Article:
Students in kindergarten through second grade at West Hartford’s Morley School made the 23rd annual delivery of non-perishables to restock the food pantry at Town Hall.
By Ronni Newton
A parade of smiling students, pulling and pushing wagons full of donated food, made their annual trek from Morley School to West Hartford Town Hall on Wednesday, smiling despite the chilly weather because they already know how great it feels to give back, and how valuable their donations are to the community.
Every year since 1995, Morley’s kindergartners, first-graders, and second-graders – accompanied by their teachers, administrators, and many parents, and escorted by the West Hartford Police and Fire Departments – make the 1.22-mile trek from the school to Town Hall pulling red (and some blue ones as well) wagons full of non-perishables.
There were 130 students and 60 wagons that made the trek this year, accompanied by their teachers and about 50 parents, Morley Principal Ryan Cleary said.
Until she retired at the end of last school year, second grade teacher Dawn O’Connor had always led the Red Wagon Food Drive as well as Morley’s Backpack Brigade – which takes place in the spring and includes donations of backpacks and financial support that West Hartford Social Services provides to needy students at the start of the school year.
This year the event was coordinated by all of the kindergarten through second grade teachers this year, Cleary said, with first grade teacher Barbara Florez and second grade teacher Sue Staffaroni taking the lead in organization.
“We’re taking lots of pictures to send to [O’Connor],” Cleary said.
Matt Downey, a new first grade teacher at Morley this year, said he was very excited about his first red wagon food drive, adding that he watched YouTube videos of past events so that he would know what to expect.
The donations were still pouring in as of Wednesday morning, and Cleary said that a bunch of extra wagons had shown up that morning.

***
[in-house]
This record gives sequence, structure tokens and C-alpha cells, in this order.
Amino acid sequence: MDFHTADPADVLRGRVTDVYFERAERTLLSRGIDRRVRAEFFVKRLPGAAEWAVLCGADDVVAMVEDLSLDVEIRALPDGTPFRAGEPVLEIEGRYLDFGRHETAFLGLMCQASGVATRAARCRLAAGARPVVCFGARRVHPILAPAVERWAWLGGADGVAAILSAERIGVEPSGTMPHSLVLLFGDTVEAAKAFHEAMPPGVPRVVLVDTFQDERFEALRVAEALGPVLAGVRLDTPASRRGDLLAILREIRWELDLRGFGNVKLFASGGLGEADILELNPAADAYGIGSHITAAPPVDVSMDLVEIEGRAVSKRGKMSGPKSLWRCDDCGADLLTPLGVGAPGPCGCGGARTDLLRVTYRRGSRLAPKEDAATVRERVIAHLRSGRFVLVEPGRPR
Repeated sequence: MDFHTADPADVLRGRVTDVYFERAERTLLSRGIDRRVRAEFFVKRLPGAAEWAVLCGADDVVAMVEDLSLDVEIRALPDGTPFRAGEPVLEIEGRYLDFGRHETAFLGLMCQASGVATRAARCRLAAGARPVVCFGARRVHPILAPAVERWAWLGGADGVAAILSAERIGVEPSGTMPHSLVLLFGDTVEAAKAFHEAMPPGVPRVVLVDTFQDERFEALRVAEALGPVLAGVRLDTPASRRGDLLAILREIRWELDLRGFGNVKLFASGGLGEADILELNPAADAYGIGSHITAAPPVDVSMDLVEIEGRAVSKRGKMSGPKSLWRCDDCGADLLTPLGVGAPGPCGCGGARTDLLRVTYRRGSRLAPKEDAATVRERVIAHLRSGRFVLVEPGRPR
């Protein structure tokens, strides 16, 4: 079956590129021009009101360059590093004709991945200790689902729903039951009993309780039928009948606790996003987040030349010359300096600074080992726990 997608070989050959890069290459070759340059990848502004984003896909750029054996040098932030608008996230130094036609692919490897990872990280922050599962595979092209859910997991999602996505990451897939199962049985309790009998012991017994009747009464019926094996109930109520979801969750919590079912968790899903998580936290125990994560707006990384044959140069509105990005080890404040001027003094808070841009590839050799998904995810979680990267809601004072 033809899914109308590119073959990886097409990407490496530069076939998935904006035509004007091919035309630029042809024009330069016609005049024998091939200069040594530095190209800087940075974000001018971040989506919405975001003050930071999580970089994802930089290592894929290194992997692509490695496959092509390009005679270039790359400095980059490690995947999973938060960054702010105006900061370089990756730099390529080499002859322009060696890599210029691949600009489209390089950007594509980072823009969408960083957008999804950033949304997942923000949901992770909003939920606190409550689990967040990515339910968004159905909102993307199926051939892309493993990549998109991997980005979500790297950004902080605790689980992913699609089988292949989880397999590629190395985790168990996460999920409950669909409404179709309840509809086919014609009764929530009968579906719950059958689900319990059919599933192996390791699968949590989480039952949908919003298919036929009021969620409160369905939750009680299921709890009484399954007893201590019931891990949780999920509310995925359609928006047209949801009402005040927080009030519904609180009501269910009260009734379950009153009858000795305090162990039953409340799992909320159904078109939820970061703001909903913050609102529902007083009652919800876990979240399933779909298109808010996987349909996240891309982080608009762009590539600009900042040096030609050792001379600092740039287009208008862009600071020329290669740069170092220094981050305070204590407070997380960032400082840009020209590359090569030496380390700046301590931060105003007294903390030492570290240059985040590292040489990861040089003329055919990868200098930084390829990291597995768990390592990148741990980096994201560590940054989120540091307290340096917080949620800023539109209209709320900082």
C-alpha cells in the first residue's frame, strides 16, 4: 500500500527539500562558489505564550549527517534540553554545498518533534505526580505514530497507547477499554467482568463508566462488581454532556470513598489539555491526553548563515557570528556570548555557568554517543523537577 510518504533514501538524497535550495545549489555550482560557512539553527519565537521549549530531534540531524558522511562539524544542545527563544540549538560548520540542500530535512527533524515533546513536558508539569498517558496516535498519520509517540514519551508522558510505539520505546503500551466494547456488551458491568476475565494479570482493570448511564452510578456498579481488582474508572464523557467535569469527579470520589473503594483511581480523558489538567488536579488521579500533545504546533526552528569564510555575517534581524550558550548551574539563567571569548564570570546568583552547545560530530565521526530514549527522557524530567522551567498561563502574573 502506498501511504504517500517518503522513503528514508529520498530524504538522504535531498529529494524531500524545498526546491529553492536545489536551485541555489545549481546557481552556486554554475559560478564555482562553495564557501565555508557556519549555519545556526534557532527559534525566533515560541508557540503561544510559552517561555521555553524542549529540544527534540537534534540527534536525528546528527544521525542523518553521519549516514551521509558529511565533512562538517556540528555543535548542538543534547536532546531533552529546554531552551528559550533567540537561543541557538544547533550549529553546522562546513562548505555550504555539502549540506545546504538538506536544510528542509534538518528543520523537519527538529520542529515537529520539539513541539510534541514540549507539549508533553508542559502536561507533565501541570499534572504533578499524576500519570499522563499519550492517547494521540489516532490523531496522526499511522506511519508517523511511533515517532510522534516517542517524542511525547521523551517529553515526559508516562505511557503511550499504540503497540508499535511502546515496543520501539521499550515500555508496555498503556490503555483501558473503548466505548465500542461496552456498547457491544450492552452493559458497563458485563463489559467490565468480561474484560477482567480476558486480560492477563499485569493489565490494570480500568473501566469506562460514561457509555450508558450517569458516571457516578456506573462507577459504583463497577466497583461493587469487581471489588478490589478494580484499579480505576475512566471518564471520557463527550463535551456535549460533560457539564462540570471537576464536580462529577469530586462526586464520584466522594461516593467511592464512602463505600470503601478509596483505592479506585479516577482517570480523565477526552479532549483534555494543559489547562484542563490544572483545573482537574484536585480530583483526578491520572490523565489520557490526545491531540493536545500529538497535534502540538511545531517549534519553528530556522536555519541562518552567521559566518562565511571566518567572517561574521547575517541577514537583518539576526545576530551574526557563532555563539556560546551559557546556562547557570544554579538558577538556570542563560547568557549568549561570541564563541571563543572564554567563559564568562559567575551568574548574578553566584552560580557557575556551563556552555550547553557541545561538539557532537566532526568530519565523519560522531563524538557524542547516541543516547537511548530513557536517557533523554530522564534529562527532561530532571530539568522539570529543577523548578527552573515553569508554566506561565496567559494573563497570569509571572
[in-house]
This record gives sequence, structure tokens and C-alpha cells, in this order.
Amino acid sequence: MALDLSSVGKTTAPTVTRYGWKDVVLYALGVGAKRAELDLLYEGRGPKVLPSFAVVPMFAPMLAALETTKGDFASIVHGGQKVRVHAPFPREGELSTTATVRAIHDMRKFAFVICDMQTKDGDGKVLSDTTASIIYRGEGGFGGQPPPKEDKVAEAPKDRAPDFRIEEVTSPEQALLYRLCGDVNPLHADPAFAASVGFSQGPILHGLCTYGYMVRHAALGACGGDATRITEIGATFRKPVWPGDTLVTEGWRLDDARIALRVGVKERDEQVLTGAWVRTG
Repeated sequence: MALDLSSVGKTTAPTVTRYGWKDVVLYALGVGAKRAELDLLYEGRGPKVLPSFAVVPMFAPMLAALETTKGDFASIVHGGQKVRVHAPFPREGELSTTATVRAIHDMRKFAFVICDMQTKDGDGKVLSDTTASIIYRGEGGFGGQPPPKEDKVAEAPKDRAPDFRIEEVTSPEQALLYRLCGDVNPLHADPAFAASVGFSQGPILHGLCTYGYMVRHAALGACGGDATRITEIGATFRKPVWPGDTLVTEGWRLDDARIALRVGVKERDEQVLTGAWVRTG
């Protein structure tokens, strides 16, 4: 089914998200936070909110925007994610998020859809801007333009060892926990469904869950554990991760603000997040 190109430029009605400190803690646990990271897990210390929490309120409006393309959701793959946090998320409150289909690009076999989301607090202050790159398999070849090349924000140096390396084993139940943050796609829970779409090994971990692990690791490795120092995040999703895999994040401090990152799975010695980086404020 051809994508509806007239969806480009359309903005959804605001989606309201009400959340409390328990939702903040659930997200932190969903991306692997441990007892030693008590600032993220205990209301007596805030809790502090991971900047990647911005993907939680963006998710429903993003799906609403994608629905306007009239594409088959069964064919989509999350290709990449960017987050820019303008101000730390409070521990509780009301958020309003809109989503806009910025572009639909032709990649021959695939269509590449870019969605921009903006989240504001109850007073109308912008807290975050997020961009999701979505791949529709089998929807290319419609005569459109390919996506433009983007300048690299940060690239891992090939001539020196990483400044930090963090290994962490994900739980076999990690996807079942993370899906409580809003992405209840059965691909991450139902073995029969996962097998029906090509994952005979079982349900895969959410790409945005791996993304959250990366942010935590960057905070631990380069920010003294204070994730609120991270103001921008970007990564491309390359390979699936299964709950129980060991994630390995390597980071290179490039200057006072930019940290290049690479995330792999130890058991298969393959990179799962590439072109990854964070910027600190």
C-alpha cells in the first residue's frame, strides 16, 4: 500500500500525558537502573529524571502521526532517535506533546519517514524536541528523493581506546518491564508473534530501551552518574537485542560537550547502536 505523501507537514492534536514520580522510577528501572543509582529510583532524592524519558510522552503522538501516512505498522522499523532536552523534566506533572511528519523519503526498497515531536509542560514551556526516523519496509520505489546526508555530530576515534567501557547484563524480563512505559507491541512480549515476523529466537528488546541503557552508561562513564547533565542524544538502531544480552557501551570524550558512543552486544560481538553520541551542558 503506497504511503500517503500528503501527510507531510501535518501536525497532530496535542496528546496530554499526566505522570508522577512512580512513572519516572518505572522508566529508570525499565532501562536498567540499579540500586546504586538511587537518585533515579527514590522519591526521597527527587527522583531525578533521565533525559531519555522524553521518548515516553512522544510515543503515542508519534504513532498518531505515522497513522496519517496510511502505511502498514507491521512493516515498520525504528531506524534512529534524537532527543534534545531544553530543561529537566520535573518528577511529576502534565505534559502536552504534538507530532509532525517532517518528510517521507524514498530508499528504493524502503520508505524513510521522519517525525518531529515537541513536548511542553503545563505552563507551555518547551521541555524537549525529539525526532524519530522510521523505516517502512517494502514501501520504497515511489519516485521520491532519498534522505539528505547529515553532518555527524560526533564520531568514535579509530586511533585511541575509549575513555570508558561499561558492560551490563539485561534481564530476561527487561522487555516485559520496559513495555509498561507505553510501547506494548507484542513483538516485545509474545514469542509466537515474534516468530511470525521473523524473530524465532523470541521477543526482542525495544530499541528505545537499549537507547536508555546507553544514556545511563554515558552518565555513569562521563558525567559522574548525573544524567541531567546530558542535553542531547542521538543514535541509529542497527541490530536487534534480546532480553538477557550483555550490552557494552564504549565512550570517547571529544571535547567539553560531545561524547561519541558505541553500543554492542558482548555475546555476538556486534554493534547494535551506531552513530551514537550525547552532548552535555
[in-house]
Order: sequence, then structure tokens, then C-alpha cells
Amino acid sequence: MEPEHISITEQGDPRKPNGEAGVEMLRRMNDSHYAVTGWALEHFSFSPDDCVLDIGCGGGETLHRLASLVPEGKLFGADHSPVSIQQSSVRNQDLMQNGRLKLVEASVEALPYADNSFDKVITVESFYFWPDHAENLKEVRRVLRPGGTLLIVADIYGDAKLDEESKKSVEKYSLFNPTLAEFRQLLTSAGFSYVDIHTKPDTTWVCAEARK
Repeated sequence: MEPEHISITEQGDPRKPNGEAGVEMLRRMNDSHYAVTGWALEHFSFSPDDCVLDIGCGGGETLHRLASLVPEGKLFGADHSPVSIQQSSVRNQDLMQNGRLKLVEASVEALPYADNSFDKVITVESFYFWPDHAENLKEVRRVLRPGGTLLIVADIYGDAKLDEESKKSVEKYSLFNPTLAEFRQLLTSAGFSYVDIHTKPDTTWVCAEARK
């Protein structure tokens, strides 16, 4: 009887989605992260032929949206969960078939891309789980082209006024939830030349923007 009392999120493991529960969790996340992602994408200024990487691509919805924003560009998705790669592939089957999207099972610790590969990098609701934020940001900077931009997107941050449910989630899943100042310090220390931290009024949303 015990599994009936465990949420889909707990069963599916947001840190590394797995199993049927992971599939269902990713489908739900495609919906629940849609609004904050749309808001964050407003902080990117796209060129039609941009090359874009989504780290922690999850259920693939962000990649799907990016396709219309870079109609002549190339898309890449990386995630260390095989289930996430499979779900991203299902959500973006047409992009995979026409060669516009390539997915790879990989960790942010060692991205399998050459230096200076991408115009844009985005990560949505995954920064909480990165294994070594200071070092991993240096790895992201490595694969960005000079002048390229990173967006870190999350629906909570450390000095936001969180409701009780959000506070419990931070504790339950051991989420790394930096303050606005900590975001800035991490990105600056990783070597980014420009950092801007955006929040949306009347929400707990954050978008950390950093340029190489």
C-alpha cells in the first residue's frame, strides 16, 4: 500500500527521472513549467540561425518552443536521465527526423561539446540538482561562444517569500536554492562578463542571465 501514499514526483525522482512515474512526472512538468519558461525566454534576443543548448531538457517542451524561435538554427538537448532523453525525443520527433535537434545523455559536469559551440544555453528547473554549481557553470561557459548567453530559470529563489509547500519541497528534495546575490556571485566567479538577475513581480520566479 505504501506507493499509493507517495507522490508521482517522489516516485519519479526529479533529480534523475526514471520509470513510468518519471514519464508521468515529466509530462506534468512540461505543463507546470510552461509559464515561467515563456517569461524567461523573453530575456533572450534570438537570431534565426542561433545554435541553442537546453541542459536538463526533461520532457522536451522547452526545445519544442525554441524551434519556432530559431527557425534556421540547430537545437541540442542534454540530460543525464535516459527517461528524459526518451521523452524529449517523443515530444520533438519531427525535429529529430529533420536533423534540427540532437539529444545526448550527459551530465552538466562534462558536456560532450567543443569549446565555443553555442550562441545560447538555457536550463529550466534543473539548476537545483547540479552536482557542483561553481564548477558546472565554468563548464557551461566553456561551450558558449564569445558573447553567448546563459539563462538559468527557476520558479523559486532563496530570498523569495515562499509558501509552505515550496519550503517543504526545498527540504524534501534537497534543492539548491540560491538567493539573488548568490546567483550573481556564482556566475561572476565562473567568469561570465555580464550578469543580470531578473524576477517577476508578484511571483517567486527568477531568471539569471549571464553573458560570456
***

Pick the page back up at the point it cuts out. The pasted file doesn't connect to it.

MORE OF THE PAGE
The wagons were jam-packed with non-perishable food items, donated by Morley students and families and others in the community. A certificate, presented to Food Pantry Coordinator Nancy Stockman by students Madison and James, said that the 60 wagons were filled with approximately 2,000 food items.
Representatives from Social Services, West Hartford Public Schools, and other town leaders helped unload the wagons into boxes on carts so they could be brought inside the building where volunteers will later place the donations on the pantry shelves.
Once the wagons were emptied, Cleary spoke to the students, telling them just some of the reasons why he thinks the Red Wagon Food Drive is so important, and such a major part of Morley as a community school.
“We are starting to work our way into the season of giving,” Clearly said. When I think about giving there are two words that start with ‘g’ that come to mind. The first one is generosity and the second one is gratitude,” and the event is a lesson in both.
“We do this so we can help out people who need some food, and we can do that because of the generosity of all of you, and in you being you generous that’s where you learn about gratitude,” Cleary said.
“What you’ve done today is really special,” Cleary told the students. “You’ve filled those empty cupboards and empty cabinets and empty pantries for people who really need it, and I could not be prouder of every student sitting in front of me.”
Stockman also thanked the students and told them to thank the students in other grades when they get back to school. “Giving is kindness and kindness is contagious,” Stockman told the students.
Mayor Shari Cantor’s four sons are attended Morley. She said she knows what a community event this is and her oldest son, who is now 29, participated in the first Morley Red Wagon Food Drive.
“I want you to remember how good you feel today,” Cantor said. “I want to thank you so much for what you’ve done from the Morley community to the greater West Hartford community. I want you to always think of people who have less than you do … on every day.”
“West Hartford is an incredibly generous community,” Stockman told We-Ha.com after the event, and the Morley donation has a huge impact. Right now there’s a significant need for donations to the Food Pantry, she said. Last year more than 6,000 bags of food were given out to residents, and this year the need is greater.
“Staple items” are currently needed the most, including peanut butter, brown or white rice, macaroni and cheese, and baked beans. Stockman said those items are given out to clients every day.
Other items that are needed include canned spaghetti, canned soups (small size), canned vegetables, small canned meats (spam, ham, chicken), tuna, canned fruit, jelly, pasta, spaghetti sauce (not extra large), tuna and hamburger helper, mixes, bottles or cans of juice, coffee, and tea.
Food donations can be dropped off in the Town Hall lobby at the Customer Service Desk, Monday through Friday, between 8:30 a.m. and 4:30 p.m. Financial contributions may be sent to: Town That Cares Food Pantry, 50 South Main St., Room 306, West Hartford, CT 06107. Donations can also be made online by clicking here.
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